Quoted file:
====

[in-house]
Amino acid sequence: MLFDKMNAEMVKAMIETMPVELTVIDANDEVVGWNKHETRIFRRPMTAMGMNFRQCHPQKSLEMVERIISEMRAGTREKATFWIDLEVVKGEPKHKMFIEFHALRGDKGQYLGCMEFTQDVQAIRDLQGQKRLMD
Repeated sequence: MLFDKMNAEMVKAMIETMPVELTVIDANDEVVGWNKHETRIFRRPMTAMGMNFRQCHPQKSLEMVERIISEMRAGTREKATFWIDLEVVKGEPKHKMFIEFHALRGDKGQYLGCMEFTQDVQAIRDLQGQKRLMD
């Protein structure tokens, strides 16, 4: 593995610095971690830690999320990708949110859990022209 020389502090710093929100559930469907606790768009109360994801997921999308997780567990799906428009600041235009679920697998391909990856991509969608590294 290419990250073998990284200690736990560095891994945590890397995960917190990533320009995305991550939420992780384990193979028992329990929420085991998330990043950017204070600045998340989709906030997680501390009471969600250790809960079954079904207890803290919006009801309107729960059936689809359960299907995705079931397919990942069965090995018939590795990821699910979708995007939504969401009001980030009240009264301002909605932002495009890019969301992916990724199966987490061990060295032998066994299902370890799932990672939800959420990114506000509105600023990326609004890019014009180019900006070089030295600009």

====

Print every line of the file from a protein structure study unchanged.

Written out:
[in-house]
Amino acid sequence: MLFDKMNAEMVKAMIETMPVELTVIDANDEVVGWNKHETRIFRRPMTAMGMNFRQCHPQKSLEMVERIISEMRAGTREKATFWIDLEVVKGEPKHKMFIEFHALRGDKGQYLGCMEFTQDVQAIRDLQGQKRLMD
Repeated sequence: MLFDKMNAEMVKAMIETMPVELTVIDANDEVVGWNKHETRIFRRPMTAMGMNFRQCHPQKSLEMVERIISEMRAGTREKATFWIDLEVVKGEPKHKMFIEFHALRGDKGQYLGCMEFTQDVQAIRDLQGQKRLMD
């Protein structure tokens, strides 16, 4: 593995610095971690830690999320990708949110859990022209 020389502090710093929100559930469907606790768009109360994801997921999308997780567990799906428009600041235009679920697998391909990856991509969608590294 290419990250073998990284200690736990560095891994945590890397995960917190990533320009995305991550939420992780384990193979028992329990929420085991998330990043950017204070600045998340989709906030997680501390009471969600250790809960079954079904207890803290919006009801309107729960059936689809359960299907995705079931397919990942069965090995018939590795990821699910979708995007939504969401009001980030009240009264301002909605932002495009890019969301992916990724199966987490061990060295032998066994299902370890799932990672939800959420990114506000509105600023990326609004890019014009180019900006070089030295600009």